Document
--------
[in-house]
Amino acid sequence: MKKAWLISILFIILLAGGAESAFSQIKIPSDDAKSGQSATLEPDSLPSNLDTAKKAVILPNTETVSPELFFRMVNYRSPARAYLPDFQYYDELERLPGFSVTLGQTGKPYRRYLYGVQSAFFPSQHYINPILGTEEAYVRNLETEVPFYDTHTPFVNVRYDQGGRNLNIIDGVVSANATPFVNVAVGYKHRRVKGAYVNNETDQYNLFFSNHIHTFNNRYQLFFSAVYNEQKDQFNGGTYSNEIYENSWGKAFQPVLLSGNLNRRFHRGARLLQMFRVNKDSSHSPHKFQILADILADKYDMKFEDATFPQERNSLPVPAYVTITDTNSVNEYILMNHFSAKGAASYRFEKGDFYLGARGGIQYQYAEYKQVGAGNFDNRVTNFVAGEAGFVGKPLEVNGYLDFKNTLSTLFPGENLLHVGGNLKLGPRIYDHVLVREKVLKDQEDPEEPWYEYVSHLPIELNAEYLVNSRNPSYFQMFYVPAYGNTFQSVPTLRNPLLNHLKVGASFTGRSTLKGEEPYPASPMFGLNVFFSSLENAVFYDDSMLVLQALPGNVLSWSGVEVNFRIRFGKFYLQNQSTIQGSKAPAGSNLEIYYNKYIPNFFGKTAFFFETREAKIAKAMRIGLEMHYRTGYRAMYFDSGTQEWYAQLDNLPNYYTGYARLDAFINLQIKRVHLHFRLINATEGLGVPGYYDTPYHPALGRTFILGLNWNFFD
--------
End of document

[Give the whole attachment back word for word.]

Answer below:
[in-house]
Amino acid sequence: MKKAWLISILFIILLAGGAESAFSQIKIPSDDAKSGQSATLEPDSLPSNLDTAKKAVILPNTETVSPELFFRMVNYRSPARAYLPDFQYYDELERLPGFSVTLGQTGKPYRRYLYGVQSAFFPSQHYINPILGTEEAYVRNLETEVPFYDTHTPFVNVRYDQGGRNLNIIDGVVSANATPFVNVAVGYKHRRVKGAYVNNETDQYNLFFSNHIHTFNNRYQLFFSAVYNEQKDQFNGGTYSNEIYENSWGKAFQPVLLSGNLNRRFHRGARLLQMFRVNKDSSHSPHKFQILADILADKYDMKFEDATFPQERNSLPVPAYVTITDTNSVNEYILMNHFSAKGAASYRFEKGDFYLGARGGIQYQYAEYKQVGAGNFDNRVTNFVAGEAGFVGKPLEVNGYLDFKNTLSTLFPGENLLHVGGNLKLGPRIYDHVLVREKVLKDQEDPEEPWYEYVSHLPIELNAEYLVNSRNPSYFQMFYVPAYGNTFQSVPTLRNPLLNHLKVGASFTGRSTLKGEEPYPASPMFGLNVFFSSLENAVFYDDSMLVLQALPGNVLSWSGVEVNFRIRFGKFYLQNQSTIQGSKAPAGSNLEIYYNKYIPNFFGKTAFFFETREAKIAKAMRIGLEMHYRTGYRAMYFDSGTQEWYAQLDNLPNYYTGYARLDAFINLQIKRVHLHFRLINATEGLGVPGYYDTPYHPALGRTFILGLNWNFFD